December 4, 2018

Popular Brunswick drive-in burger joint hits the market

Courtesy / Fat Boy Facebook page
Courtesy / Fat Boy Facebook page
Fat Boy Drive-in restaurant, which was established in 1955 across from the former Brunswick Naval Air Station, has been listed with an asking price of $1.15 million.

Fat Boy Drive-in restaurant, which was established in 1955 across from the former Brunswick Naval Air Station, has been listed for sale by Magnusson Balfour Commercial & Business Brokers.

The listing describes the operation, at 111 Bath Road, as a "popular turn-key restaurant" with an asking price of $1.15 million.

Ken and Jeanne Burton purchased the restaurant in 1984 from Ken's father, who came in as a partner in 1957, according to the Fat Boy website.

The listing says the seasonal, fast-food business is "unique in the industry. Known to thousands around the world for its nostalgic business flavor."

The property includes real estate "with ample off-street parking, strong traffic count and great signage. Owners are ready to retire and will assist in business transition. Great potential for growth with strong customer demand."

The restaurant space has seating for 20 inside and up to 200 outside under the canopy that protects patrons' cars. Gross revenue is listed at $907,637 and cash flow at $155,117. The business has 29 employees.

Magnusson Balfour's listing states that the restaurant offers potential for growth and expansion, including being expanded from its present March-to-November season to year-round, increasing its hours and staying open on Wednesdays.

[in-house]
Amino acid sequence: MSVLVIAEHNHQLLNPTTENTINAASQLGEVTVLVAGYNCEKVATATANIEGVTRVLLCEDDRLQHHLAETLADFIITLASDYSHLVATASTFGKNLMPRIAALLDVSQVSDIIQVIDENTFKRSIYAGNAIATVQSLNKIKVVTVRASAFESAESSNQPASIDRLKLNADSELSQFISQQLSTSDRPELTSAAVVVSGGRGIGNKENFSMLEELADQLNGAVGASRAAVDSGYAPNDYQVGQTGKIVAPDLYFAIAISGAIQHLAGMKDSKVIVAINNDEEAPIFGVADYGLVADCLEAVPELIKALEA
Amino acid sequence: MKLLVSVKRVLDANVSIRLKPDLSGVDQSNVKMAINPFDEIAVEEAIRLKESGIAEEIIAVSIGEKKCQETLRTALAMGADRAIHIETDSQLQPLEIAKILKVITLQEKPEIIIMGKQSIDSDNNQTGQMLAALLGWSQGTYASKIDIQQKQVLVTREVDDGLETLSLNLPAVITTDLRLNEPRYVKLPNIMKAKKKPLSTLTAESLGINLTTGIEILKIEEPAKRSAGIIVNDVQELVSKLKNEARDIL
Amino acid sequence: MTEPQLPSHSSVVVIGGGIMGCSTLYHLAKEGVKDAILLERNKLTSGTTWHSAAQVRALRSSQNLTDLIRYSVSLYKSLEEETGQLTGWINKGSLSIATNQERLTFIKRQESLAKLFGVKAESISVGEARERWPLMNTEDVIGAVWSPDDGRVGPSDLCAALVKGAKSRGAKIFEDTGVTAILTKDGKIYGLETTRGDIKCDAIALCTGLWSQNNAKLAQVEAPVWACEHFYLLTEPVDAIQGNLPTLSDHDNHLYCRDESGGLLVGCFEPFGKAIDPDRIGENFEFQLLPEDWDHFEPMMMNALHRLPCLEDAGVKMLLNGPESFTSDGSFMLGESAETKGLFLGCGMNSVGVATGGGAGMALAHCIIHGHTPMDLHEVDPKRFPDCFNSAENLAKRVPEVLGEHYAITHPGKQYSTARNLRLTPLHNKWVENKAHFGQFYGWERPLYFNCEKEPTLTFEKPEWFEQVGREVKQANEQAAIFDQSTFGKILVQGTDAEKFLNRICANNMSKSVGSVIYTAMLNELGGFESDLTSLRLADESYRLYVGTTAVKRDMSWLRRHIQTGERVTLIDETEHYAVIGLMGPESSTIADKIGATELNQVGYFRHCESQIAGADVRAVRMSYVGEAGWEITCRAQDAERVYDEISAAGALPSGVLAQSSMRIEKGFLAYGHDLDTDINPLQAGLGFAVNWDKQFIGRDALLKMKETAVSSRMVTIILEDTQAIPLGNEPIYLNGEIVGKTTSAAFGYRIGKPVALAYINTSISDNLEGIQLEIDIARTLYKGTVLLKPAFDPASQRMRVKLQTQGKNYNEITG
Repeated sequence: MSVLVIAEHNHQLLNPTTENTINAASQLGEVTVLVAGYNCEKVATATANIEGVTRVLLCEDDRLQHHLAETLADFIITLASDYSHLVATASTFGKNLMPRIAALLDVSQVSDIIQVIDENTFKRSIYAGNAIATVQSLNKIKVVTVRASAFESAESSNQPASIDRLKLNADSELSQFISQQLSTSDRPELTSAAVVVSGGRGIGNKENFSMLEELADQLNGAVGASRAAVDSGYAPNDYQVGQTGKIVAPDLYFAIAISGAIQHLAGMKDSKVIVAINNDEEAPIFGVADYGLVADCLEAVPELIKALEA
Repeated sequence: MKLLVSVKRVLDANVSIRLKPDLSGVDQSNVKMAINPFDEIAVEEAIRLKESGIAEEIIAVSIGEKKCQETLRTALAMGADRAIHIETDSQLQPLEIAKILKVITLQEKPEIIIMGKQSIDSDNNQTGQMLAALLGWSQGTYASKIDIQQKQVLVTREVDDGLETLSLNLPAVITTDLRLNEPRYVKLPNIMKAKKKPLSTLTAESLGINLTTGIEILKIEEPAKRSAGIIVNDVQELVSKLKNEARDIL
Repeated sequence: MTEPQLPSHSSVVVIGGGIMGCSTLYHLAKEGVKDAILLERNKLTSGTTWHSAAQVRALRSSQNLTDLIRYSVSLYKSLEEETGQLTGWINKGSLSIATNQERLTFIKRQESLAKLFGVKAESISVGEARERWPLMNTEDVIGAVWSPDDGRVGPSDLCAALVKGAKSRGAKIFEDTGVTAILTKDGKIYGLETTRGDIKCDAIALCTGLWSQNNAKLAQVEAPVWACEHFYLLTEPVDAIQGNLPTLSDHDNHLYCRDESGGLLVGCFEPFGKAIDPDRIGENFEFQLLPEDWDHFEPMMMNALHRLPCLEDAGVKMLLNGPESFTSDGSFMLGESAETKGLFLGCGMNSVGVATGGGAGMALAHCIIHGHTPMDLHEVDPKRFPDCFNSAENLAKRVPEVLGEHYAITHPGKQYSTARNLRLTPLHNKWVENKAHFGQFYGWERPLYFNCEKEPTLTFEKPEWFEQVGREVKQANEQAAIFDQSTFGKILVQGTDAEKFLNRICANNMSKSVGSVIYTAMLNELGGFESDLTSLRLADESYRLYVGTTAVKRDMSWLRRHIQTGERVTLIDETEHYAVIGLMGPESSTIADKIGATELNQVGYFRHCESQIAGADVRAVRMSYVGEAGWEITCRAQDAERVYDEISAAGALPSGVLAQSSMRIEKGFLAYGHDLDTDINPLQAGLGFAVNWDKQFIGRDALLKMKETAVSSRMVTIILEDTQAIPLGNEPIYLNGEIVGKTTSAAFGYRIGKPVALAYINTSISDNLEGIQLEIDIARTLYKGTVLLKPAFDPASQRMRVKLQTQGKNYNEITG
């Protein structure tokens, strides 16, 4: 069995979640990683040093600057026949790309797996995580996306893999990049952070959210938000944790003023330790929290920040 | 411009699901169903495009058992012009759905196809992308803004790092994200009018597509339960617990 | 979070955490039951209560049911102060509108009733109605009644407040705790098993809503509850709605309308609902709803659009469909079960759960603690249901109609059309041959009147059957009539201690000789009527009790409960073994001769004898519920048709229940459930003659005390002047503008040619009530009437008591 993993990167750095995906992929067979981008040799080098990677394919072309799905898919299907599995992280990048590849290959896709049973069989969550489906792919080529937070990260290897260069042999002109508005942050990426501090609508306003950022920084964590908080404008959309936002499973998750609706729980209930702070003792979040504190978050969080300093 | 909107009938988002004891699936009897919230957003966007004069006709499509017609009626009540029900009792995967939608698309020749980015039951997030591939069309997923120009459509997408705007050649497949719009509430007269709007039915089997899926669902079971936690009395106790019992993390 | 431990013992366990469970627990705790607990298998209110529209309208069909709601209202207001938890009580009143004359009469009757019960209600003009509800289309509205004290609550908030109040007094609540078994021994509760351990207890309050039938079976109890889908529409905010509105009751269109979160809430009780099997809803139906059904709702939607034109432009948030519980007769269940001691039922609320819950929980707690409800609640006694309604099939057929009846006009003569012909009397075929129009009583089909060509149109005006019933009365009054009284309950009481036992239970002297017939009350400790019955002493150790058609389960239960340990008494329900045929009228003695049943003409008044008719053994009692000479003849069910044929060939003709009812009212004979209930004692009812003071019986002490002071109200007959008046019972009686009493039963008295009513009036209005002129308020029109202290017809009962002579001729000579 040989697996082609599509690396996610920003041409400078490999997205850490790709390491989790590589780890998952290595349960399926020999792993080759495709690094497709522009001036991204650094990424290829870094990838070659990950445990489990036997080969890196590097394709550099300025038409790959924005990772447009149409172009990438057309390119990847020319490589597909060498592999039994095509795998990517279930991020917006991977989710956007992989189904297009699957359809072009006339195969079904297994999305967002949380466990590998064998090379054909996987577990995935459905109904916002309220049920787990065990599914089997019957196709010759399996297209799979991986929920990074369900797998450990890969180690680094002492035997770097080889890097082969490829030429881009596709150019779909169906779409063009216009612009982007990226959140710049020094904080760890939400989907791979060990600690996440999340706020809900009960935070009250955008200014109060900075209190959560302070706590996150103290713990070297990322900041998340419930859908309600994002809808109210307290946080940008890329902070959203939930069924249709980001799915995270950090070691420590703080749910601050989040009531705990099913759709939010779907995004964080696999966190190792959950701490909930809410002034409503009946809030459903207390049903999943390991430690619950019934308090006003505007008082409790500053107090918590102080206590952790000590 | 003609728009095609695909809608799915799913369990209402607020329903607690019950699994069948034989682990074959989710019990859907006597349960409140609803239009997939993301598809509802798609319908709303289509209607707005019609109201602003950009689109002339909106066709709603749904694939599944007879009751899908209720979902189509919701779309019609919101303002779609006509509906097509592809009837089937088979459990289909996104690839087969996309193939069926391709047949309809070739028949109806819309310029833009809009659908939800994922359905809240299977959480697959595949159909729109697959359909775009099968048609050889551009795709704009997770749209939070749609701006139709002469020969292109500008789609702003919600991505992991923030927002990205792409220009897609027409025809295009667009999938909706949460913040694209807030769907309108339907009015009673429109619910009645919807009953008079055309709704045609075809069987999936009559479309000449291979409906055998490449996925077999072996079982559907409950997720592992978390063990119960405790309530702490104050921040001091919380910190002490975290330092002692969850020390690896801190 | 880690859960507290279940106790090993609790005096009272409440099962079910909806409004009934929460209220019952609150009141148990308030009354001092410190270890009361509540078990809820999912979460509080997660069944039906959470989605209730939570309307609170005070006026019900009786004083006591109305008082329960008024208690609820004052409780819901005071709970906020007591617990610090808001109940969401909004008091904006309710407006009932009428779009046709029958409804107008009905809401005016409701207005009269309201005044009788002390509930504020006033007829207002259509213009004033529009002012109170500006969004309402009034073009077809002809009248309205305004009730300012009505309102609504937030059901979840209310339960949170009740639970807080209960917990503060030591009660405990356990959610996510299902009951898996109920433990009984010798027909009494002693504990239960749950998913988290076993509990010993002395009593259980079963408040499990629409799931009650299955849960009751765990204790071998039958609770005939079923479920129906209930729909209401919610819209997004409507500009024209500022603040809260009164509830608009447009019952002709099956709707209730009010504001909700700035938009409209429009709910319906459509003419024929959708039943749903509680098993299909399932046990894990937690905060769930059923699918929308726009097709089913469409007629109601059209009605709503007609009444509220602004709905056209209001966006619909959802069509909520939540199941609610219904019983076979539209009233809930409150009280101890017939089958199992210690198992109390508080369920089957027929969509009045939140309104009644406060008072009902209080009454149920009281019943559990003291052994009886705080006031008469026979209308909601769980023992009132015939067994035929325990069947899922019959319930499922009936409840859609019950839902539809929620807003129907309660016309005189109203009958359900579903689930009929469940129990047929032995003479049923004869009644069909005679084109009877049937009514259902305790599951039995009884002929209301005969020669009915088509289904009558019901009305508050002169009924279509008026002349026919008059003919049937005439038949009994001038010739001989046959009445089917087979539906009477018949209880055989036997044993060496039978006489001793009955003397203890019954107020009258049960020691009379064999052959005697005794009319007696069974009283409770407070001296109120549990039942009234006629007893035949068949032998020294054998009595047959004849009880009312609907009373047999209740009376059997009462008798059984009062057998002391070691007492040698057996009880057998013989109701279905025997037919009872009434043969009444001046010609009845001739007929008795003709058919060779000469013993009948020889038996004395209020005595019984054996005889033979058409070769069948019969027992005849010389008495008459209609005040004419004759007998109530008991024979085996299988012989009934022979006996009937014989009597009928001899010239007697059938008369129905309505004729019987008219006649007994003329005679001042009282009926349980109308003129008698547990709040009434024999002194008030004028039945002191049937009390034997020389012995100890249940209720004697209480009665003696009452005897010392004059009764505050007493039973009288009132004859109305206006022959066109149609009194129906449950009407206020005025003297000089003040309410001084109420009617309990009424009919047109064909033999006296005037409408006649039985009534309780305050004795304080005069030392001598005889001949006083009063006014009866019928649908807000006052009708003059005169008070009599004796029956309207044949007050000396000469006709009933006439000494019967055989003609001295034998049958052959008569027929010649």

"[It has a] unique business concept with strong appeal to many, including decades of military personnel and families," Magnusson Balfour stated. "Car hop service is new to many and intriguing. Staff is a challenge in today's employment market."

From the heyday of drive-in diners

The drive-in opened July 29, 1955, "during the rise of the automobile, drive-in movies and diners like ours," the restaurant's website says.

In the 1980s, Fat Boy Drive-in found it had a stiff competitor when McDonalds came to town. Business slowed at first, but, its co-owners state on the website, "We found that by returning to our roots and offering good food, cooked to order with fresh ingredients, we were able to show those out-of-staters a thing or two about being in business with the big boys."

The business has held a charity sock-hop event for 33 years, in the parking lot, with music, dancing and classic cars on display.

Traveler reviews posted on the website this year cite the eatery's nostalgic atmosphere and "delicious fried clams."

According to the eatery's Facebook page, "We'll come out to your car to serve you w/ delicious burgers, fried seafood, Maine lobster rolls and much (much) more."

The Times Record reported that co-owner Ken Burton said he and his wife decided that after 30 years of working "24 hours a day" it was time to move on.

"I hope somebody will keep it the same," he told the Brunswick newspaper. "I'd love to be a customer there some day. I'm 72, almost 73. I want to relax and enjoy my age before something happens to me and that's just part of life."


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